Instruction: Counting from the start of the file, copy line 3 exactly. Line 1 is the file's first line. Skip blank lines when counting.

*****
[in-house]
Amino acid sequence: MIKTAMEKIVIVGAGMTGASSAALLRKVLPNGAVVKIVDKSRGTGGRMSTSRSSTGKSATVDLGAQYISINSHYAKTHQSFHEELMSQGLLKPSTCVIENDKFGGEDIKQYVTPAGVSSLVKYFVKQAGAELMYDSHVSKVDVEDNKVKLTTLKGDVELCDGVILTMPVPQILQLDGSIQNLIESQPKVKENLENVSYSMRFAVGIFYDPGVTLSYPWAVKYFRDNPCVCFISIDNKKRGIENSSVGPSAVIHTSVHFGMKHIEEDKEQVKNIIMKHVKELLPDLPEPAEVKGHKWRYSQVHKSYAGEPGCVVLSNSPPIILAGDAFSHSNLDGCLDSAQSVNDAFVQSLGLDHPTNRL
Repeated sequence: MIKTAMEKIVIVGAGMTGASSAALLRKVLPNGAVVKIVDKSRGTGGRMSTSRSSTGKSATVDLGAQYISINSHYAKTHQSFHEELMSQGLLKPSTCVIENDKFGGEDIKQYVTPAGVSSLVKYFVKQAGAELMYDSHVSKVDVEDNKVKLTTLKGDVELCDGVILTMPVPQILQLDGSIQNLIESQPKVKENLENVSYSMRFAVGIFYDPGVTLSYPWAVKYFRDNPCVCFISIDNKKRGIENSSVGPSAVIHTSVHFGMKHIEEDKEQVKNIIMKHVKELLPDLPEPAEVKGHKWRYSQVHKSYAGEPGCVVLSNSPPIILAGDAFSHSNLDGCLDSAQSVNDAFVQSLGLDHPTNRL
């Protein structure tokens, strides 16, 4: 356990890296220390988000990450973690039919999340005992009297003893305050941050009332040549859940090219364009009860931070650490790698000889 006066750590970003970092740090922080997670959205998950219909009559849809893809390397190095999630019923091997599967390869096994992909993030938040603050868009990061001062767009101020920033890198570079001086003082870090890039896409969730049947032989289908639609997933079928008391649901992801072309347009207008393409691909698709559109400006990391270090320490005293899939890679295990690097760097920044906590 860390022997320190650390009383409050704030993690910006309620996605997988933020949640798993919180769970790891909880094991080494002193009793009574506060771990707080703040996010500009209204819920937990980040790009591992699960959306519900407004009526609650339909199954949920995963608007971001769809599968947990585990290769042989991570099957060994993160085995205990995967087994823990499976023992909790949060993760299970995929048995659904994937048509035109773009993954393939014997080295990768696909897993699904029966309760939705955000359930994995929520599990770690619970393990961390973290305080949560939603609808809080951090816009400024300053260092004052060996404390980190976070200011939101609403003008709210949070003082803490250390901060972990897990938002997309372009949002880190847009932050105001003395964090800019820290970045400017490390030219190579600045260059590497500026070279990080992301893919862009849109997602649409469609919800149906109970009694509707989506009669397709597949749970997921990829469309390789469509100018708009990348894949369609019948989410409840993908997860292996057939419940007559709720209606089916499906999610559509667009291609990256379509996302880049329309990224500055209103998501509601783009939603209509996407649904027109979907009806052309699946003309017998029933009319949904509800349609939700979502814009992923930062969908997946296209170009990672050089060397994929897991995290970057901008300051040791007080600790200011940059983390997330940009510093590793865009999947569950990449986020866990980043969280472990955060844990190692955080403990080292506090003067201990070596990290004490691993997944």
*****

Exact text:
Repeated sequence: MIKTAMEKIVIVGAGMTGASSAALLRKVLPNGAVVKIVDKSRGTGGRMSTSRSSTGKSATVDLGAQYISINSHYAKTHQSFHEELMSQGLLKPSTCVIENDKFGGEDIKQYVTPAGVSSLVKYFVKQAGAELMYDSHVSKVDVEDNKVKLTTLKGDVELCDGVILTMPVPQILQLDGSIQNLIESQPKVKENLENVSYSMRFAVGIFYDPGVTLSYPWAVKYFRDNPCVCFISIDNKKRGIENSSVGPSAVIHTSVHFGMKHIEEDKEQVKNIIMKHVKELLPDLPEPAEVKGHKWRYSQVHKSYAGEPGCVVLSNSPPIILAGDAFSHSNLDGCLDSAQSVNDAFVQSLGLDHPTNRL